[Book Review] Conceptually intriguing, casually terrible

Eyre Affair.jpgBook Review: The Eyre Affair by Jasper Fforde

So many things to dislike, so little time to talk about them all.

(Spoilers ahead. All the spoilers, because idgaf.)

I rarely try books more than once, so I should have trusted my gut when I got stuck a couple chapter in – not once but twice. But this week, I got the audiobook, because I really wanted to get through this book about a murder mystery in an alternative history fantasy world of time travel and literature. Lesson learned, because this book was terrible.

I grit my teeth through the prose style and weird perspective shifts. I was willing to suffer through the self-indulgent literary babble and fangirling, because, okay, literature is as religion in this world, and as a book lover, I totally get it. I even powered through the weird inconsistencies: Okay, this universe has casual time travel, and yet the biggest mystery in Fforde’s world is the identity of the true author of Shakespeare’s plays? And Thursday is the first person ever to ask a time traveler to check? Fine, whatever.

There was good stuff. The main character, Thursday Next, had a compelling backstory and I totally got her eagerness to do something with her life. I loved the sneak peaks I got of this strange world in which England was on its 100-something year of its war with Imperial Russia, in which a megacorporation has more power than some governments, and in which French time travelers might be working to sabotage the English in the Napoleonic Wars.

The mystery is intriguing – villain Hades Acheron, who magically knows whenever anyone says his name, is on a rampage. Seemingly, he can’t be killed. He can’t be stopped. And no one knows what he’s after. Then the ball drops – just the first of a series of revelations that move this book from exciting to tedious.

Did you know that this dangerous, deadly villain has no real reason for what he’s doing? He’s just evil. Go figure.

“Where’s the fun in that? Goodness is weakness, pleasantness is poisonous, serenity is mediocrity, and kindness is for losers. The best reason for committing loathsome and detestable acts – and let’s face it, I am considered something of an expert in this field – is purely for their own sake.”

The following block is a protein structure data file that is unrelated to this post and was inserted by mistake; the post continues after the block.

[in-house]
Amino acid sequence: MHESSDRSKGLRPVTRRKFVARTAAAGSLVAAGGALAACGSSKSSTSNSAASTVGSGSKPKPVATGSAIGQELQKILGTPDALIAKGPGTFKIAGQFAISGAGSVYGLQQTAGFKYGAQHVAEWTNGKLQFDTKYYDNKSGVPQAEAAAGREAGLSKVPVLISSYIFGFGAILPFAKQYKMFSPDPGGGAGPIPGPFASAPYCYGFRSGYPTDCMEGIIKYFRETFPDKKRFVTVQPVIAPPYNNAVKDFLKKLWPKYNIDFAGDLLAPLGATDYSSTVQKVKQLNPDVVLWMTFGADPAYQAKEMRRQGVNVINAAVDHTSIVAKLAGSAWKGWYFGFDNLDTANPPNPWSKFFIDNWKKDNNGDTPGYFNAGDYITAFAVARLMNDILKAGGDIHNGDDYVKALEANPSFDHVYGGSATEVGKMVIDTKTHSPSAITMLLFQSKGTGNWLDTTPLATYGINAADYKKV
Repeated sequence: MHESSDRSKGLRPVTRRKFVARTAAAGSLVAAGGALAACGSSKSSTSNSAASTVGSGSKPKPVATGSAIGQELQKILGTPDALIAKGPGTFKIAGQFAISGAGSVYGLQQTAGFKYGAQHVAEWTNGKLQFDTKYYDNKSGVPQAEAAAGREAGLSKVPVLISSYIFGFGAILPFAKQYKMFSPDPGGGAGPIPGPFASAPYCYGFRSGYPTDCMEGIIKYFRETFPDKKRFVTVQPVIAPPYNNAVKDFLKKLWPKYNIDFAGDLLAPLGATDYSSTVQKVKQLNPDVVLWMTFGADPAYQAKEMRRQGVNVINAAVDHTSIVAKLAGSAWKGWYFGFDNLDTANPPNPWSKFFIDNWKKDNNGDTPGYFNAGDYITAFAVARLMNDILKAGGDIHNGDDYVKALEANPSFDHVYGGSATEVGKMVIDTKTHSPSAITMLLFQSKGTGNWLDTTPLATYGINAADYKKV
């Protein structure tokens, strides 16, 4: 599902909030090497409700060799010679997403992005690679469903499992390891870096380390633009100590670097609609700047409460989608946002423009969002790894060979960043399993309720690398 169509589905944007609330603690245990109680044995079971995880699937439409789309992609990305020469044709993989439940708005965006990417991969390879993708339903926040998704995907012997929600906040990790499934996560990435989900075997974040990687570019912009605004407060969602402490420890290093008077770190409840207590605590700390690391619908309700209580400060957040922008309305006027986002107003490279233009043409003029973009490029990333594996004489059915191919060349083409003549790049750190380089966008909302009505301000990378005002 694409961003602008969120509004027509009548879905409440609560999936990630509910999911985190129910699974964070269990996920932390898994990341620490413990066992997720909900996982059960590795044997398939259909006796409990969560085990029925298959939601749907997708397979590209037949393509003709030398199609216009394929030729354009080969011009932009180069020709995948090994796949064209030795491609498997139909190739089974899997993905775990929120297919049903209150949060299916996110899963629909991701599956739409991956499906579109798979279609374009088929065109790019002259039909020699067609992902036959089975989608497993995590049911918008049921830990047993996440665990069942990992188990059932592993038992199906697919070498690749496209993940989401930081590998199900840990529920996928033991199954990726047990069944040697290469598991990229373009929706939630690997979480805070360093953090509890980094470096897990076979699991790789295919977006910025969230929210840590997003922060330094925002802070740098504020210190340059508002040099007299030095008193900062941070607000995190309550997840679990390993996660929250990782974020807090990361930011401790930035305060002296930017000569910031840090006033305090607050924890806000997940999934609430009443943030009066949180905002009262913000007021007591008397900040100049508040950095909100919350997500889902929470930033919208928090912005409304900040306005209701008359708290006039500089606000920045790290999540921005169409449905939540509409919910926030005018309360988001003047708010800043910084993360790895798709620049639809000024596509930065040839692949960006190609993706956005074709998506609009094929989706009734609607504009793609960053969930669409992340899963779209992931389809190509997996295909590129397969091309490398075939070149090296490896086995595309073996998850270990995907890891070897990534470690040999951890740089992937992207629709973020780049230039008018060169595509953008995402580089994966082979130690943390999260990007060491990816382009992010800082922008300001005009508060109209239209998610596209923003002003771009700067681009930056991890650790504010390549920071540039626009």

To add insult to silly writing, the interactions between Hades and his minions has the comedic absurdity that wouldn’t have been out of place in Despicable Me. It’s jarring after the realistic rendering of Thursday’s trauma and desperate fight against Hades.

Then I lost patience with Thursday over her unnecessary romantic drama. The nail in coffin, though, was when her attempt to double-cross Hades fails, and instead of worrying about what the infuriated madman might do to Thursday’s loved one (and to innocents in general), she sinks into a romantic slump. (It must run in the family, because when Thursday’s uncle is not only forced to be an accomplice to murder and terrorism, and has everything he loved under threat, the thing he really worries about is whether his wife might have been flirting with a ghost of a poet.)

There’s this gap between the seriousness of the story setup and its emotional depth, and then the lackadaisical way the book hops the genre rails.

Stupidity abounds throughout. For example, if you think that after realizing that Hades can’t be shot, Thursday would have some sort of alternative plan the next time she goes after Hades…you’d be very wrong. That and every literal thing that Thursday accomplishes is through luck or deus ex machina or both.

Definitely not my cup of tea.

Canary verdict:

As if there was ever any doubt.

What about you, canaries? What did you think of this book?

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